Report: Spain's Jews terror target
From Al Goodman
CNN Madrid Bureau Chief
The Madrid bombings killed 190 people and wounded more than 1,800.
Train attack suspects among those killed by blast in Madrid suburb.
MADRID, Spain (CNN) -- A Jewish cemetery and cultural center on the outskirts of Madrid were targets for suspected Islamic terrorists linked to the Madrid train bombings last month, a Spanish newspaper reported Tuesday.
Jacobo Israel Garzon, president of the Jewish community in Spain, told CNN he could not confirm the El Mundo report that it did not seem unusual.
"It's sad information," he said. "This demonstrates the same as the March 11 attacks in Madrid, that the elements are here and they are violent and will attack anything that goes against their interests."
Israel Garzon said he was not informed by the police or political authorities about the alleged threat, but that as a result of the report Spain's Jewish community was likely to reinforce its already high state of security. About 35,000 Jews live in Spain.
According to the El Mundo report, documents found in an apartment in the southern Madrid suburb of Leganes, where suspected terrorists blew themselves up on April 3, referred to Jewish targets in the village of Hoyo de Manzanares just northwest of the capital.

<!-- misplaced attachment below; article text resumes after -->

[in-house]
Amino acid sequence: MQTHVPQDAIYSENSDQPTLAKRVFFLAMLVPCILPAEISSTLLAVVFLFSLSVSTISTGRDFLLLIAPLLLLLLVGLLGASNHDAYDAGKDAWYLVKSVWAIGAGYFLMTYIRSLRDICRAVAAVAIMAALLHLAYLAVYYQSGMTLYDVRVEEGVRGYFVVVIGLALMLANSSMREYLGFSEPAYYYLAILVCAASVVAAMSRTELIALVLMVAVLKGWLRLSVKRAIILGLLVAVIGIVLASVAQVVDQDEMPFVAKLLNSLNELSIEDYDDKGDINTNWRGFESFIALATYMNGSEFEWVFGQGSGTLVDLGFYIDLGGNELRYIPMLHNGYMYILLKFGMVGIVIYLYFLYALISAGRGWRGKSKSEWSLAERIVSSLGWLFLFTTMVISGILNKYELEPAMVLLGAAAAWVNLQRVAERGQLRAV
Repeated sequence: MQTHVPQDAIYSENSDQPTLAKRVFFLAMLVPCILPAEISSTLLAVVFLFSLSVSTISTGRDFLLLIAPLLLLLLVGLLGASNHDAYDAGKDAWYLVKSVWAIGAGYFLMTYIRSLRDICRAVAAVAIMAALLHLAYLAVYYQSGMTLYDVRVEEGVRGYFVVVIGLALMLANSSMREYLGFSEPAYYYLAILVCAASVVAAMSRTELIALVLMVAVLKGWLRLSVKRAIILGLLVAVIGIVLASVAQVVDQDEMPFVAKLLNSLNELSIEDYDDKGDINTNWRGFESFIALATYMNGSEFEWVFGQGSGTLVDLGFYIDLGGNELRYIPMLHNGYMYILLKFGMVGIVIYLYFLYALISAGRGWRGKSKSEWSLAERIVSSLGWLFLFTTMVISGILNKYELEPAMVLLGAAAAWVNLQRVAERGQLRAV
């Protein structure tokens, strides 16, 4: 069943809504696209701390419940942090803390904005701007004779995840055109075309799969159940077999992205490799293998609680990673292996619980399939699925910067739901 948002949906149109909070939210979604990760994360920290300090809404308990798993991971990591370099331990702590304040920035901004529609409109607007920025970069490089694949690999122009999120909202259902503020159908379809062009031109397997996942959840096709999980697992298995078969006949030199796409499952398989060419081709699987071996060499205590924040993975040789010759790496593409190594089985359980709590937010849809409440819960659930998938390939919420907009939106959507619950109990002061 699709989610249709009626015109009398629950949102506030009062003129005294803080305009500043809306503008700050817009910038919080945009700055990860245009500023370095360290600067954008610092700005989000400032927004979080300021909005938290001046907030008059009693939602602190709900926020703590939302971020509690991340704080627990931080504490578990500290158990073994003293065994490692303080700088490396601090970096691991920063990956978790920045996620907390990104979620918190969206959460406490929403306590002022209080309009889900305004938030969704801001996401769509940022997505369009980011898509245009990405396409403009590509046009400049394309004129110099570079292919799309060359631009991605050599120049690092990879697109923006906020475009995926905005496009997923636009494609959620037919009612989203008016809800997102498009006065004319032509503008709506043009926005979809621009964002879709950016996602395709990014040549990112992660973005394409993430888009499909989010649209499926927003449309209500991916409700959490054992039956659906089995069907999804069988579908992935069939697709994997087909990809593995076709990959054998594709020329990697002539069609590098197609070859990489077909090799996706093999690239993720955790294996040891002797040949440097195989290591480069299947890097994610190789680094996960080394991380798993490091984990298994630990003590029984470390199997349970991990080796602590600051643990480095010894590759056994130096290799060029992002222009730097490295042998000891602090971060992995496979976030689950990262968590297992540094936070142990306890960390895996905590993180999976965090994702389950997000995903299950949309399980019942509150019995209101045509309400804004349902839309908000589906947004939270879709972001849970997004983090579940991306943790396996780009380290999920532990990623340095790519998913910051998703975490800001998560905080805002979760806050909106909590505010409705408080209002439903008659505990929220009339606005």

As a result of the documents, dozens of police searched the cemetery and nearby cultural center in Hoyo de Manzanares on the evening of April 8 but found no explosives, El Mundo said.
The sites are used for funerals and cultural events such as barbecues and seminars, Israel Garzon said.
Spanish police already provide protection for Jewish sites in Spain, said Israel Garzon, president of the Jewish community of Madrid and the Federation of the Israelite Communities of Spain.
Spain's Jewish community has for some time feared attacks by both the far right and Islamic elements, Israel Garzon said.
About a third of Spain's Jews live in the Madrid area. The Hoyo de Manzanares Jewish cemetery is about 25 years old.
Two Jewish sites were targets for suspected Islamic terrorists linked to the Madrid rail bombings, a Spanish newspaper reports.
CNN Madrid Bureau Chief Al Goodman contributed to this report